a, The rabbits were immunized with 1–40 μg recombinant RBD protein per rabbit in 500 μl in the presence of aluminium hydroxide, or with only aluminium hydroxide or PBS. Rabbit were immunized with three vaccinations on days 0, 14 and 21, and sera were collected 7 days after each boost. Sera collected from the rabbits 7 days after the third vaccination were tested at different dilutions for IgGs against the RBD of the S protein using ELISA. Data are mean ± s.e.m. of the sera of n = 6 rabbits per group, except for the aluminium hydroxide group, for which n = 4. AL, aluminium hydroxide; RBD + AL, the addition of the recombinant RBD protein to aluminium hydroxide. b, Potent neutralization of the SARS-CoV-2 pseudovirus infection by sera from rabbits immunized with the recombinant RBD vaccine. Infection of HEK293 cells expressing human ACE2 by SARS-CoV-2 pseudovirus was determined in the presence of rabbit sera in a threefold dilution series. The percentage of neutralization is shown as mean ± s.e.m. The sera from the rabbits immunized 7 days after the third vaccination with the dose of 20 μg recombinant RBD protein per rabbit in 500 μl in the presence of aluminium hydroxide is the same as described in a. The neutralization assay of the SARS-CoV-2 pseudovirus was performed as described in the Methods. c, The rabbits were immunized in the same way as a. Sera were collected from the rabbits 7 days after the first vaccination with a dose of 40 μg recombinant RBD protein and were tested at different dilutions for IgMs against the RBD of the S protein using ELISA.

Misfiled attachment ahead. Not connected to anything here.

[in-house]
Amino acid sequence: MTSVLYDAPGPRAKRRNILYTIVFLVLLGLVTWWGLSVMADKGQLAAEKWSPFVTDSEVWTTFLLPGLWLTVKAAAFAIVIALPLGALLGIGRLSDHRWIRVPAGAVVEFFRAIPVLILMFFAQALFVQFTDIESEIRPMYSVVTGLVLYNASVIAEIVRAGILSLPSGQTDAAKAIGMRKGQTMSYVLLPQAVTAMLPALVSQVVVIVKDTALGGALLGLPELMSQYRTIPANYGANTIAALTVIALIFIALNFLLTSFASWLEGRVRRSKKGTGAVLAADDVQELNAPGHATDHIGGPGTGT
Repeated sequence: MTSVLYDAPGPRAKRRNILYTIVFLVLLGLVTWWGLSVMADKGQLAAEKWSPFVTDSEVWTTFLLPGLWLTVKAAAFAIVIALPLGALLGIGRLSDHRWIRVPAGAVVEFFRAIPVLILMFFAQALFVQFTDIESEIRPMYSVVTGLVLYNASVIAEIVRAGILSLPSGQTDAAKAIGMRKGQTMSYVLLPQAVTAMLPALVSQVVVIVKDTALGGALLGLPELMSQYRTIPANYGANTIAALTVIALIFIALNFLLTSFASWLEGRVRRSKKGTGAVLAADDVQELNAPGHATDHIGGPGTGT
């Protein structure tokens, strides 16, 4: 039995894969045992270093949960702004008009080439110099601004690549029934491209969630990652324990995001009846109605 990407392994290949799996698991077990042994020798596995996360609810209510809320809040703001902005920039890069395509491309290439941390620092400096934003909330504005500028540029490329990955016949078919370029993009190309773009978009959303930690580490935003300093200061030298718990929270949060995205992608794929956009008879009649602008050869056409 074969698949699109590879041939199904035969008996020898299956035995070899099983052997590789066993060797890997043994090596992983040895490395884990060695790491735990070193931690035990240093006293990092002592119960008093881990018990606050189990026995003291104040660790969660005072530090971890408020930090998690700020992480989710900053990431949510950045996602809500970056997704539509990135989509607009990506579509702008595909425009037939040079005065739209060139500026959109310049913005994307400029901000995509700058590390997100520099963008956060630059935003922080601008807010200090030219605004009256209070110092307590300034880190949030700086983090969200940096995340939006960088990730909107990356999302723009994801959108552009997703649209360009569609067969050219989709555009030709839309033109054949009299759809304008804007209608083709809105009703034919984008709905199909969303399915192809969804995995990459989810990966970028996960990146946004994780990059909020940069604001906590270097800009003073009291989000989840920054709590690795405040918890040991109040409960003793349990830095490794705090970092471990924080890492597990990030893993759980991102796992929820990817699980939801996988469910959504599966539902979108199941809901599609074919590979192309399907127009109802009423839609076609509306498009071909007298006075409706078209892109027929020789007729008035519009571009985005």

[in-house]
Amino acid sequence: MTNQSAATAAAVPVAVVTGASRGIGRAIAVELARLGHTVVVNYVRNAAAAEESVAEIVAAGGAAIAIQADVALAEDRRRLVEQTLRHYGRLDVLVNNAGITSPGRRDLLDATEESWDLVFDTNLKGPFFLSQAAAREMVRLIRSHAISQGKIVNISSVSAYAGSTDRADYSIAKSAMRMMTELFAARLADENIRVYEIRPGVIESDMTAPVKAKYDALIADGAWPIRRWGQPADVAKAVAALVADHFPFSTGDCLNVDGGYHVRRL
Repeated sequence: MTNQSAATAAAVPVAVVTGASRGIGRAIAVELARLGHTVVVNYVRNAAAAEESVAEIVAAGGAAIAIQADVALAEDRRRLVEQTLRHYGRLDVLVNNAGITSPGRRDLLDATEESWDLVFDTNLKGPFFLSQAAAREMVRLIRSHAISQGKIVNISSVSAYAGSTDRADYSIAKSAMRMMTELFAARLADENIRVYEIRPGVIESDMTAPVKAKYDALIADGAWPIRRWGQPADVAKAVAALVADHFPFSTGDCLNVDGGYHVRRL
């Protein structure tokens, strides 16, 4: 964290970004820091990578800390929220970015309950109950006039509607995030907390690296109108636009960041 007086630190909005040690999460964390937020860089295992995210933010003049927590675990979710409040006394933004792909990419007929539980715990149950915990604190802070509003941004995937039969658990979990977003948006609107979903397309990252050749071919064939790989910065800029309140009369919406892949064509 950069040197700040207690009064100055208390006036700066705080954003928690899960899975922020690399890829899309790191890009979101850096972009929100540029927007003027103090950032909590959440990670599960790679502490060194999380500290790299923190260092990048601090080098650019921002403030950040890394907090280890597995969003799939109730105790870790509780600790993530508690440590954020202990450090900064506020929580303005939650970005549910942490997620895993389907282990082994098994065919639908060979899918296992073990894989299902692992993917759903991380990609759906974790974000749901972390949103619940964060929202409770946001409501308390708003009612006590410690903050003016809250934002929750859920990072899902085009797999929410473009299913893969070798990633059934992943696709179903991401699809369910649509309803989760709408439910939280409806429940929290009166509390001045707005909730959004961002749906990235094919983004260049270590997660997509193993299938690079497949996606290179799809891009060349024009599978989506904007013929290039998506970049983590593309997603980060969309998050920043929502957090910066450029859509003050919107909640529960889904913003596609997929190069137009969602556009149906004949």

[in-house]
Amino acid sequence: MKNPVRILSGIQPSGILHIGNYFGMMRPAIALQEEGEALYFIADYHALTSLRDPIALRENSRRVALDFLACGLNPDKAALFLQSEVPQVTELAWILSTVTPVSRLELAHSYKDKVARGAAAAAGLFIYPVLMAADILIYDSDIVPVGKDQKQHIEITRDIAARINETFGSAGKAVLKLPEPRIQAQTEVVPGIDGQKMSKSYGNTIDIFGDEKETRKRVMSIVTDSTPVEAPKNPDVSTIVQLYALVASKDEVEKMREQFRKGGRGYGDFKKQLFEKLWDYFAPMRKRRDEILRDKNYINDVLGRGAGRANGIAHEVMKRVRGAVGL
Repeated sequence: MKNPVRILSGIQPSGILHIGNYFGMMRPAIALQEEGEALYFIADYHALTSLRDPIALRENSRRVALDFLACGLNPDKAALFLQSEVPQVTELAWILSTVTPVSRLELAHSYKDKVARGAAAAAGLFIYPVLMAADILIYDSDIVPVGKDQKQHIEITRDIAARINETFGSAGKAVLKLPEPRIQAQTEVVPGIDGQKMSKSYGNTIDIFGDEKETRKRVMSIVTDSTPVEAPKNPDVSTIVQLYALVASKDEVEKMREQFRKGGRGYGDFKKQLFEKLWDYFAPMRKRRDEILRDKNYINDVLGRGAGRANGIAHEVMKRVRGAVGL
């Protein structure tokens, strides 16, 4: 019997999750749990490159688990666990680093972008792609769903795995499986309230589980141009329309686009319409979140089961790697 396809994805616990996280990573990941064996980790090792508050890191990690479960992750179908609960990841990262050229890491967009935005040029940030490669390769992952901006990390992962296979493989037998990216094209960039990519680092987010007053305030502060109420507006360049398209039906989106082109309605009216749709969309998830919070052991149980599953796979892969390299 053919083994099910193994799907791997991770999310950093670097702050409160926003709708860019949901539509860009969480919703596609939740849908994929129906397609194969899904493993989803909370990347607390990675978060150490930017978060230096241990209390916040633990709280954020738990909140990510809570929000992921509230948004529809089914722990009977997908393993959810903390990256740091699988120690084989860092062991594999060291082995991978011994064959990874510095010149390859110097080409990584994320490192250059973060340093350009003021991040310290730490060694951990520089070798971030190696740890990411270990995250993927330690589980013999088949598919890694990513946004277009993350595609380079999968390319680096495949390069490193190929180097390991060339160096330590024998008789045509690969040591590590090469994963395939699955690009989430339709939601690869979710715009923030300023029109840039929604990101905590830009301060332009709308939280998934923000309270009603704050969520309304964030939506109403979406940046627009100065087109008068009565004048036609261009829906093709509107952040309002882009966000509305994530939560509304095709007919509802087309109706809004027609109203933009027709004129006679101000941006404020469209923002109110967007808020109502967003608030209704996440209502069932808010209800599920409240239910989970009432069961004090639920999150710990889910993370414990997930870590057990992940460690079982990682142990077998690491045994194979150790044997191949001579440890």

Extended Data Fig. 2 Identification of serum antibodies against the RBD of the S protein and immunization of non-human primates.